Even rap music style was proverbially beaten into us. There was a time when rappers rapped about meaningful content, just as we’ve always used music for liberation purposes, then the white owned record labels started discouraging us from making those kinds of songs. They encouraged more of the mindlessness that creates the songs we have today. We can see in history where Black artists such as Billie Holiday who spoke up about issues in their music were even jailed. Again, as I teach about in my Decolonize Your Mind class; everything we do is demonized, stolen, copyrighted, and sold back to us as something else; so now we have eminem being hailed for being so thought provoking, when we have greats who have been doing that, but not promoted or discouraged, or punished. So we owe it to ourselves to uplift our own who are doing original things, and stop accepting things that were forced on us to do it their way. We owe it to ourselves to use our big voices to make influence with our culture, our way, and not listen to society beating a way into us. Authenticity translates way better than a copy.

Have you seen our ancient hairstyles and studied our traditions that I’ve written about extensively in this blog over the span of 10 years, take some time to read, such as this one. We have too many originals and we need to get back to the enjoyment of that.


Posted on 1 Comment

Call Yourself the Right Name

What I notice is, people love to call their ancestors slaves but hate the idea of calling themselves African. Those slaves were enslaved Africans. How can one consider themselves a descendant of an African slave, but deny their Africanness?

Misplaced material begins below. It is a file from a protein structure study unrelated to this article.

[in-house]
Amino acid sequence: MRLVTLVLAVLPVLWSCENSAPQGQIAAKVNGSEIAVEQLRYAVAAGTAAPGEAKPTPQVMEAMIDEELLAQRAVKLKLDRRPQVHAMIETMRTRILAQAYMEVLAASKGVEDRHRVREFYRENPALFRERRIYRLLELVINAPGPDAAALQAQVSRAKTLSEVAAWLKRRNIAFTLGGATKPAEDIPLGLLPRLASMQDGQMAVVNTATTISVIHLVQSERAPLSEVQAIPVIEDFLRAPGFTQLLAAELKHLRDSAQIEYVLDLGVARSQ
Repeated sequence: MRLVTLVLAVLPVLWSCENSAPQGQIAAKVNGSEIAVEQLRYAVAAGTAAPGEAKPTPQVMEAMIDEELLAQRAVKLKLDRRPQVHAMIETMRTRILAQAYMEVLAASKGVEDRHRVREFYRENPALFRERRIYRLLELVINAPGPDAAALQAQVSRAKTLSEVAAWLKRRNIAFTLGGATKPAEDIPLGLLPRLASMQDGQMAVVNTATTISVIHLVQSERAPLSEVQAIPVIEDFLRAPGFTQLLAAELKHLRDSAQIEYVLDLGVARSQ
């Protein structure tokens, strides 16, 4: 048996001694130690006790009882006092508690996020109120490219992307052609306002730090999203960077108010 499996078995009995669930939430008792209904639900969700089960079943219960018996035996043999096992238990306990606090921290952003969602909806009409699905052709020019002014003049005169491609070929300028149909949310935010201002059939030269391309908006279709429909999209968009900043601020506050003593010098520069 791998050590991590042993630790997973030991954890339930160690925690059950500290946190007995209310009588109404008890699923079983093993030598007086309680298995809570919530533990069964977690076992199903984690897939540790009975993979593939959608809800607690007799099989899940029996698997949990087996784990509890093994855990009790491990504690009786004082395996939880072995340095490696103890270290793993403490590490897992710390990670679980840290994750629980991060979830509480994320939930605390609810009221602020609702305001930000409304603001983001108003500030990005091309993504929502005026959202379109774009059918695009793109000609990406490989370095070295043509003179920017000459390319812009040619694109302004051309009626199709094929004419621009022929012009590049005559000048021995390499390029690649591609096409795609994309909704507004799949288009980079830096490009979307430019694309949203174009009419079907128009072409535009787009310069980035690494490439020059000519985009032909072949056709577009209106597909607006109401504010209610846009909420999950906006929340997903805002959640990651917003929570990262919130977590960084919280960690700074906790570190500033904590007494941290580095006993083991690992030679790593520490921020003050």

I always say, if you take a Chinese person who has 2 children, one goes to live in another country and never returns, never talks to their parent again, but has children and grandchildren in their new land; that does not cut the blood ties, it only cuts the location. So many people have traced their habits/talents back to tribes in Africa. For example, I met a lady who was so into basket weaving. She stated that she did her DNA ancestry test, and she found out that the tribe in Africa she is from is known for basket weaving. There is noting wrong with acknowledging your roots. People are only ashamed to identify with Africa, because America teaches that African American history starts with slavery, no, Africans have a long history, part of it is slavery, but we were enslaved as victims, that is nothing to be ashamed of, but something to continue to fight against. We take no blame, although society likes to victim blame, we are not to be blamed for the repercussions of slavery, only to be blamed individually if we know better and don’t do better. But let’s not get it twisted, we have done better, extremely better, thrived throughout evil imposed circumstances, revolted at every chance – we never accepted our status as slaves, and have made major world accomplishments that are not credited to us – copyrights and patents stolen. We are so busy listening to narratives by people who are not us, mainly white people, that we forgot, they are paid to paint a negative picture of us, but would never paint that negative picture of themselves. They are so calculated that they framed rapists, murderers, and enslavers as “founding fathers”, and “revolutionaries”, if anything, that is something to be ashamed of. Instead, they want us to be ashamed of something that happened to us, and gaslight us into believing that being loyal to america, one of the countries that enslaved us, is patriotic. Never! I am patriotic to the nation that birthed me, that great nation is Africa, and it will never change. Africa is the reason I am resilient, the reason I am brown, the reason I have tight coily hair, the reason I have a place to call home always, and the reason that the entire earth has resources. Let’s not be fooled, every cell phone you hold is thanks to Africa and Africans. Therefore, being African is nothing to be ashamed of, but everything to celebrate. No matter the current status, we are still the only people in the world who shape every single institution with our ideas, energy, vernacular, style, and resilience. The world would simply not be without Black people, and I mean that.

Make sure you check out Melanated Gem™ empowering handmade jewelry! My African Ancestors gave me the idea and I am keeping it going, order today!